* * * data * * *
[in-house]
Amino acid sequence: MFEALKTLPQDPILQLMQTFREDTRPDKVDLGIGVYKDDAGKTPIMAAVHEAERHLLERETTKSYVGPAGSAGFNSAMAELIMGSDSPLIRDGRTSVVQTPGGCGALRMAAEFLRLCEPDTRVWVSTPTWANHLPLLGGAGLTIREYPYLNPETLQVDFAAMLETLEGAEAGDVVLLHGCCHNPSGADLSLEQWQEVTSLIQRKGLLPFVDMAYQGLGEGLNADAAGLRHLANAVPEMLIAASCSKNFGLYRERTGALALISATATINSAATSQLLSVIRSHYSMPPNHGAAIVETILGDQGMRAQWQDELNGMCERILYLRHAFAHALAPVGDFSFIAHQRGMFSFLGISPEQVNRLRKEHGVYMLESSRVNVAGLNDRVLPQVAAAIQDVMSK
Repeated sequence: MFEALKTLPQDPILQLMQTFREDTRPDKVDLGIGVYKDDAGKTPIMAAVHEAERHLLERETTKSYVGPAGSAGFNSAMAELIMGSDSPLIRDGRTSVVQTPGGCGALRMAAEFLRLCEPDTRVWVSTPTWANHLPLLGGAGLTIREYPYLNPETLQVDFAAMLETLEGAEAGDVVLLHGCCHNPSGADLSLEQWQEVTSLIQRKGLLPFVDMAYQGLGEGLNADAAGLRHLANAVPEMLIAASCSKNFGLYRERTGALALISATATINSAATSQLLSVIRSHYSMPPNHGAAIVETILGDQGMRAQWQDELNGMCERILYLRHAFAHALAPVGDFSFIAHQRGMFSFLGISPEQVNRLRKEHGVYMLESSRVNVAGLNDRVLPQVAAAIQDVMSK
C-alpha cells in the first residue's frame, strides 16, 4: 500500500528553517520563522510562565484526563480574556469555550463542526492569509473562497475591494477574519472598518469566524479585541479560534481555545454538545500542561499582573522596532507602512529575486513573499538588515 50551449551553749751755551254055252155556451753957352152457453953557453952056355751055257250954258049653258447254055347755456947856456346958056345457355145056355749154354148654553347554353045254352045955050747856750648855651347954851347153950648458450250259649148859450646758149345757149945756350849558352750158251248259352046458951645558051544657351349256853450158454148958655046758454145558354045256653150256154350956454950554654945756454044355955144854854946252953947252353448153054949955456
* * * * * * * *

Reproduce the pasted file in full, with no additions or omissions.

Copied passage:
[in-house]
Amino acid sequence: MFEALKTLPQDPILQLMQTFREDTRPDKVDLGIGVYKDDAGKTPIMAAVHEAERHLLERETTKSYVGPAGSAGFNSAMAELIMGSDSPLIRDGRTSVVQTPGGCGALRMAAEFLRLCEPDTRVWVSTPTWANHLPLLGGAGLTIREYPYLNPETLQVDFAAMLETLEGAEAGDVVLLHGCCHNPSGADLSLEQWQEVTSLIQRKGLLPFVDMAYQGLGEGLNADAAGLRHLANAVPEMLIAASCSKNFGLYRERTGALALISATATINSAATSQLLSVIRSHYSMPPNHGAAIVETILGDQGMRAQWQDELNGMCERILYLRHAFAHALAPVGDFSFIAHQRGMFSFLGISPEQVNRLRKEHGVYMLESSRVNVAGLNDRVLPQVAAAIQDVMSK
Repeated sequence: MFEALKTLPQDPILQLMQTFREDTRPDKVDLGIGVYKDDAGKTPIMAAVHEAERHLLERETTKSYVGPAGSAGFNSAMAELIMGSDSPLIRDGRTSVVQTPGGCGALRMAAEFLRLCEPDTRVWVSTPTWANHLPLLGGAGLTIREYPYLNPETLQVDFAAMLETLEGAEAGDVVLLHGCCHNPSGADLSLEQWQEVTSLIQRKGLLPFVDMAYQGLGEGLNADAAGLRHLANAVPEMLIAASCSKNFGLYRERTGALALISATATINSAATSQLLSVIRSHYSMPPNHGAAIVETILGDQGMRAQWQDELNGMCERILYLRHAFAHALAPVGDFSFIAHQRGMFSFLGISPEQVNRLRKEHGVYMLESSRVNVAGLNDRVLPQVAAAIQDVMSK
C-alpha cells in the first residue's frame, strides 16, 4: 500500500528553517520563522510562565484526563480574556469555550463542526492569509473562497475591494477574519472598518469566524479585541479560534481555545454538545500542561499582573522596532507602512529575486513573499538588515 50551449551553749751755551254055252155556451753957352152457453953557453952056355751055257250954258049653258447254055347755456947856456346958056345457355145056355749154354148654553347554353045254352045955050747856750648855651347954851347153950648458450250259649148859450646758149345757149945756350849558352750158251248259352046458951645558051544657351349256853450158454148958655046758454145558354045256653150256154350956454950554654945756454044355955144854854946252953947252353448153054949955456